Power and Poverty

Szalai, Júlia (1997) Power and Poverty. Social Research, 64 (4). pp. 1403-1423.


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As the rapidly expanding literature on post-1989 developments of former Soviet-type societies notes it unequivocally, one of the most disturbing accompanying features of post-Communist transformation has been the steady increase of poverty in all Central-European countries. Although the actual size of social groups which have been hit by a significant decline of their living standards can be estimated with great difficulties, the socio-pshyhological shock that the remarkable jump in the number of those living amid unbearable conditions has generated is acknowledged even by the most radical protagonists of rapid marketization. Despite the shock and frustration that has been born out of the paintful experiences of „economic adjustmen” in broad layers of these societies, the boom of poverty has not been put on the list of the most burning socio-political issues in any of the countries under concern. Regarding Hungary, one can formulate this statement even in a sharper manner: literally in the moment of birth of the new democratic order, the issue of poverty was actually removed from the political agenda. However, the examination of the background of the phenomenon leads the author to express doubt over the view that the poverty in Hungary is simple the unavoidable concomitant of the economic difficulties and the transformation.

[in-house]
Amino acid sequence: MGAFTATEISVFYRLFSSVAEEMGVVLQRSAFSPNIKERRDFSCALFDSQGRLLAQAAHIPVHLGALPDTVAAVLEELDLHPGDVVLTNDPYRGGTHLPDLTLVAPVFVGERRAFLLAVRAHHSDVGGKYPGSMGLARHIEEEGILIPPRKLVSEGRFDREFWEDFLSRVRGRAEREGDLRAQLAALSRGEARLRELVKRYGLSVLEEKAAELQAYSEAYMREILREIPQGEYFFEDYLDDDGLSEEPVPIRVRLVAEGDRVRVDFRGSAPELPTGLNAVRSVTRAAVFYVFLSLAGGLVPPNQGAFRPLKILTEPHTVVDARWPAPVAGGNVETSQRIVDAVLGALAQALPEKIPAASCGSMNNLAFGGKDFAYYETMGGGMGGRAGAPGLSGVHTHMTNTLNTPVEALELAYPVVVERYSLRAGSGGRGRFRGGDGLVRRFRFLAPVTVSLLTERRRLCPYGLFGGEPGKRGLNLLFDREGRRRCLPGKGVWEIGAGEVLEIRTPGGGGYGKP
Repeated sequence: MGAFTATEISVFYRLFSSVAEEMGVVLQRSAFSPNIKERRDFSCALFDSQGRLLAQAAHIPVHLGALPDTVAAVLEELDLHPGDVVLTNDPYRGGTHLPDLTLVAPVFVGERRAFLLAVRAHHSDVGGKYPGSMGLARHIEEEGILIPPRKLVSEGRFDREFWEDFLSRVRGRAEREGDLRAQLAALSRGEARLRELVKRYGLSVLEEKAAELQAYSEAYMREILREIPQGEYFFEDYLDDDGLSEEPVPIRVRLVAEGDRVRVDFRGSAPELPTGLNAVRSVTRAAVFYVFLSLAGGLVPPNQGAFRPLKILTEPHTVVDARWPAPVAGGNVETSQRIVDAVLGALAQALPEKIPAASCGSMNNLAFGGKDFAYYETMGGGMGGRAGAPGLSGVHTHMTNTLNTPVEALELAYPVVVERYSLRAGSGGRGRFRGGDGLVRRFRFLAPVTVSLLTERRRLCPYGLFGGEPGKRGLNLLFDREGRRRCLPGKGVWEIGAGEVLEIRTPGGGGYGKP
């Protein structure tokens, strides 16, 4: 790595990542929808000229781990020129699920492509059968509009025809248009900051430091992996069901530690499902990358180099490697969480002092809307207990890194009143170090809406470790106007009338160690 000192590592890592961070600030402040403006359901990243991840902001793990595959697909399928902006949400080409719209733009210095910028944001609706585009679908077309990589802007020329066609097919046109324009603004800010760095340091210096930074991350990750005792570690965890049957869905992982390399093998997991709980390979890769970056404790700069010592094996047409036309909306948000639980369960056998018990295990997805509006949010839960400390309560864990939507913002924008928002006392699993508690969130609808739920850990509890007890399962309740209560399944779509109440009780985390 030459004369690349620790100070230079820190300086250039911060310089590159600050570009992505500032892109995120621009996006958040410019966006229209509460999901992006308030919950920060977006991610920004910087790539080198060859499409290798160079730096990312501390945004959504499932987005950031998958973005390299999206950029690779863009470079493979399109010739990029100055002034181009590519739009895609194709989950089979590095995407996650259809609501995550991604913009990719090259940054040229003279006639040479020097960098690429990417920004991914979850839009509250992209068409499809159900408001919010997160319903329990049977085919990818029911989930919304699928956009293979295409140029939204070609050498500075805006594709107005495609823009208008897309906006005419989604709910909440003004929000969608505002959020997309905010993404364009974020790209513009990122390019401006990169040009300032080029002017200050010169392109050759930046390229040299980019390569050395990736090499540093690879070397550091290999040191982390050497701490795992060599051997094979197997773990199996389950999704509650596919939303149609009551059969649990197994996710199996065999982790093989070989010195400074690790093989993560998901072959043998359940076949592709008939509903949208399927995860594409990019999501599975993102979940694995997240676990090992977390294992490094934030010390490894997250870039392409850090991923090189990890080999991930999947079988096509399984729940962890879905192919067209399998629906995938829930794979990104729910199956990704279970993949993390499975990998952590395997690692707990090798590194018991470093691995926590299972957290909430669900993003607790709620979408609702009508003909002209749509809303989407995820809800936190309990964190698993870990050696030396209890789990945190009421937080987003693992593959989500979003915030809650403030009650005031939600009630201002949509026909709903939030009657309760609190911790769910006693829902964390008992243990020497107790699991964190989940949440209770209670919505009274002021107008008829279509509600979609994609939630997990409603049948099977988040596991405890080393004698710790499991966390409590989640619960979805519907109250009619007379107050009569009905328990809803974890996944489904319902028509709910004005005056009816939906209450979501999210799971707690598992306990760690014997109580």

Item Type: Article
Keywords: poverty, social critique, second economy, social structure, marginalization
Subjects: H Social Sciences > HM Sociology
Divisions: Institute for Sociology
Depositing User: Máté Zombory
Date Deposited: 25 Sep 2014 07:32
Last Modified: 10 Dec 2015 13:04
URI: https://openarchive.tk.mta.hu/id/eprint/319

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